Since there is no evidence that Edmond Lewes of Lynn was born in Wales, it remains to determine if any evidence exists as to his origin. We have only the passenger list of the ship Elizabeth as evidence that he came to Massachusetts from Ipswich, Suffolk, England. Before that, there is no record.
Many of the families traveling aboard the Elizabeth were from the area around Ipswich, as recorded in the passenger list. It seams reasonable to look at the historical records of this area to see if there were any Lewis families in the area up to 1634. this turns out to be the case.
There are numerous records of the Lewes and Lewis surnames in the area around Ipswich beginning with Ralph Lewes in Bury St. Edmunds in 1449. In addition, the name Lewes is attached to geographical features, such as Lewesindale and/or Lewes meadows in Bramford at the northwest edge of Ipswich. There is an ancient bureaucratic division in the Woodbridge area east of Ipswich called the Looes Hundred.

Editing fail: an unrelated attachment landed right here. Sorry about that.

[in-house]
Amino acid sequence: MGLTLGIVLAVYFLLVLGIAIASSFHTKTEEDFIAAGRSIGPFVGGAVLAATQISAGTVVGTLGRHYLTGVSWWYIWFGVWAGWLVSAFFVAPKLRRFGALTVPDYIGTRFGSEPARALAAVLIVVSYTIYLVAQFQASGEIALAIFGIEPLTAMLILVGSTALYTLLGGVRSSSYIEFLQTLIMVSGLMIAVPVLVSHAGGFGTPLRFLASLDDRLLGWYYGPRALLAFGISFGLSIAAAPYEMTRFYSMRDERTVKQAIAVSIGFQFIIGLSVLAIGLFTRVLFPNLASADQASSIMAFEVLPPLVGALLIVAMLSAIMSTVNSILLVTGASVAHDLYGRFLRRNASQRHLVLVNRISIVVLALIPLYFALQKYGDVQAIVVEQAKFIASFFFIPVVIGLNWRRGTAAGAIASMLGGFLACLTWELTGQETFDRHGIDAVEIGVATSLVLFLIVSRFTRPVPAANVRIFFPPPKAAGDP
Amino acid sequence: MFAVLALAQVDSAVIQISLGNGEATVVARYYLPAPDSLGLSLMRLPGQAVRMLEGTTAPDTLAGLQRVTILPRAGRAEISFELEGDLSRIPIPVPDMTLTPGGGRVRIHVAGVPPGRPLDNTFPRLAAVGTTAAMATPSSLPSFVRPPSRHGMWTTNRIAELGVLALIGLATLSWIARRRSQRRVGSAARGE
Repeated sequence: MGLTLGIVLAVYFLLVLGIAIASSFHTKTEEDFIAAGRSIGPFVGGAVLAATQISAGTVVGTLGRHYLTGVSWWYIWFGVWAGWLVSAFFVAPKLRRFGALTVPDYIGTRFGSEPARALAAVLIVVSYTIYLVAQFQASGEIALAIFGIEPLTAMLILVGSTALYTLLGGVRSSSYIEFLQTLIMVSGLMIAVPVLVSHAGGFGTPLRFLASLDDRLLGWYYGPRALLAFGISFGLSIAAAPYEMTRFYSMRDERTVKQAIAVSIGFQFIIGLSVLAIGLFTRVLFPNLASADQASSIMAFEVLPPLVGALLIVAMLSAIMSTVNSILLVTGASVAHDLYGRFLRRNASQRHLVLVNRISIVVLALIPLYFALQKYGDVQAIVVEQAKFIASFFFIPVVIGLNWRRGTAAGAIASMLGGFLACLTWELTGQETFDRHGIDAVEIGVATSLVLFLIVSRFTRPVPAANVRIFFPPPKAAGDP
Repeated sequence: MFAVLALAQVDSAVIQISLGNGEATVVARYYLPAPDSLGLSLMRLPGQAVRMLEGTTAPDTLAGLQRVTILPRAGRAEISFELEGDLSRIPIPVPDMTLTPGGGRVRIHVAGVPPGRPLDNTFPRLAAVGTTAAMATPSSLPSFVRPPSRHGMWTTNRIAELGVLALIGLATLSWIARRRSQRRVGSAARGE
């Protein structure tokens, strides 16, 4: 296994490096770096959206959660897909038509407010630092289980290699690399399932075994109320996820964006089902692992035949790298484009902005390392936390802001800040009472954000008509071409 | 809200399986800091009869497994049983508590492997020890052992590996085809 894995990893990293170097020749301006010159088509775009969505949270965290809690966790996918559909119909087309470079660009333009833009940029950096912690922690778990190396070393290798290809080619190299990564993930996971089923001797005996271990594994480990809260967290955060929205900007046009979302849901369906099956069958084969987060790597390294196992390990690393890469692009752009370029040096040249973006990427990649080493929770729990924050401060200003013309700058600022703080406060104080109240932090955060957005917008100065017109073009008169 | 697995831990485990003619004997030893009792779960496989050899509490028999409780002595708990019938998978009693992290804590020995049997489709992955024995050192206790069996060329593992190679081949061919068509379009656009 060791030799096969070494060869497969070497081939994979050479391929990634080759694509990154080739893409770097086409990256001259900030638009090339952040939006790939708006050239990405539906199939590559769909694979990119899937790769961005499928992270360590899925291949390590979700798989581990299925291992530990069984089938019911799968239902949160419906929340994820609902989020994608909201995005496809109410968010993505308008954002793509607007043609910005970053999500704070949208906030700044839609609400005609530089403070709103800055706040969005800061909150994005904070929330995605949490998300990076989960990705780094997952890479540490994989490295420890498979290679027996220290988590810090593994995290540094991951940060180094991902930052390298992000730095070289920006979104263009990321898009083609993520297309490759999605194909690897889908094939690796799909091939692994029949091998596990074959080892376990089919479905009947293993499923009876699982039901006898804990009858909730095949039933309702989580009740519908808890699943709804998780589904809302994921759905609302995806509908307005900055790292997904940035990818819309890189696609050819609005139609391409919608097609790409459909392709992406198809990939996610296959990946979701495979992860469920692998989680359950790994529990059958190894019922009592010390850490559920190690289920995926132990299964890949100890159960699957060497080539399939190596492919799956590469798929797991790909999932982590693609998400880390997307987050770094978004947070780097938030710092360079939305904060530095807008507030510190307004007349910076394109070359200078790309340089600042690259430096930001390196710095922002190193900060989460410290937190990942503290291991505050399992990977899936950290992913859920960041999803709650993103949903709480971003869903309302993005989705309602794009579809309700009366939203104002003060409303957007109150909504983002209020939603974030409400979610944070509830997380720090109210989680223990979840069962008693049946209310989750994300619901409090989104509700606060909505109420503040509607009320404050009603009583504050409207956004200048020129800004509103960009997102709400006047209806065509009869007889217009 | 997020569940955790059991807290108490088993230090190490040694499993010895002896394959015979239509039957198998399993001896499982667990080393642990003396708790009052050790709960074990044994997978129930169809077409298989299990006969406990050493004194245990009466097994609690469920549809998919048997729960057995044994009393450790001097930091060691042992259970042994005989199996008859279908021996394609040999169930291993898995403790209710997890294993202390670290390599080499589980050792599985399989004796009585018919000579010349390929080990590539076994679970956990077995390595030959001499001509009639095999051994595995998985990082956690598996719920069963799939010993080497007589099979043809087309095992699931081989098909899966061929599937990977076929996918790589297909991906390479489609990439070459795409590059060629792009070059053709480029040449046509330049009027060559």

Throughout the area from Stoke-by-Nayland near the western border of Suffolk to Laxton in the east, the Lewes surname surfaces in the record throughout 15th through 17th Centuries. (See map) There are three records of wills in the Archdeaconry of Suffolk that name an Edmond Lewes as beneficiary, two of which, from 1625 and 1626, name Edmond as brother of John and William Lewes of Bawdsey, 15 miles east of Ipswich.
Since Edmond Lewes and his family were among passengers on the Elizabeth who were from the Ipswich area, and since the Lewes surname and Edmond Lewes in particular is documented as having lived in the Ipswich area, it seems reasonable to propose that Edmond Lewes of Lynn, Massachusetts was descended from the Lewes familes in the Ipswich area in the early 17th Century.
It remains to find documentation to support this proposition.